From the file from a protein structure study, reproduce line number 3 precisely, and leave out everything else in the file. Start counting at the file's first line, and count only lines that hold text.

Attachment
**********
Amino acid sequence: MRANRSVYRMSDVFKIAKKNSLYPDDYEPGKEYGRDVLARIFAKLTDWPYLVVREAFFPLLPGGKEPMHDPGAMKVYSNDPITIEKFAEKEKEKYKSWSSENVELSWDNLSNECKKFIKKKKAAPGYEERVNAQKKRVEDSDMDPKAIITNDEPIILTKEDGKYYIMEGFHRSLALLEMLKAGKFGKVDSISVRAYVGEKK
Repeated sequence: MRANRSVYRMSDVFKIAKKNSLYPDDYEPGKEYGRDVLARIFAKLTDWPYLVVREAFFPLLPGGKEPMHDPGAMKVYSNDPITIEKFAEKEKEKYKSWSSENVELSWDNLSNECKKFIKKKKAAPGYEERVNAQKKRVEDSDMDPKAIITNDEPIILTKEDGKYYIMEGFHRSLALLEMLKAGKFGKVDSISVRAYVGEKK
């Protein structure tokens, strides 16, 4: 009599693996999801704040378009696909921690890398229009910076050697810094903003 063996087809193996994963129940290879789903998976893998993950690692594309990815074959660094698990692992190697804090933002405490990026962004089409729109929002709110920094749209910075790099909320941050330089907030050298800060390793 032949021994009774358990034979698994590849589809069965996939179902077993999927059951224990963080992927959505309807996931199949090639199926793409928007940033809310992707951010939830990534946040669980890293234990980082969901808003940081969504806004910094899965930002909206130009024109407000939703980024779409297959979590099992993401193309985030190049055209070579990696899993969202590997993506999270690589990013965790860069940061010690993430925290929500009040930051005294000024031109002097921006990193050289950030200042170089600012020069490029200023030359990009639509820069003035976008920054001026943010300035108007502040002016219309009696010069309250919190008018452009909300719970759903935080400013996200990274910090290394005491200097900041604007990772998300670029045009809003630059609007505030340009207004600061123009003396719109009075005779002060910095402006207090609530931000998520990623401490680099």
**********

């Protein structure tokens, strides 16, 4: 009599693996999801704040378009696909921690890398229009910076050697810094903003 063996087809193996994963129940290879789903998976893998993950690692594309990815074959660094698990692992190697804090933002405490990026962004089409729109929002709110920094749209910075790099909320941050330089907030050298800060390793 032949021994009774358990034979698994590849589809069965996939179902077993999927059951224990963080992927959505309807996931199949090639199926793409928007940033809310992707951010939830990534946040669980890293234990980082969901808003940081969504806004910094899965930002909206130009024109407000939703980024779409297959979590099992993401193309985030190049055209070579990696899993969202590997993506999270690589990013965790860069940061010690993430925290929500009040930051005294000024031109002097921006990193050289950030200042170089600012020069490029200023030359990009639509820069003035976008920054001026943010300035108007502040002016219309009696010069309250919190008018452009909300719970759903935080400013996200990274910090290394005491200097900041604007990772998300670029045009809003630059609007505030340009207004600061123009003396719109009075005779002060910095402006207090609530931000998520990623401490680099």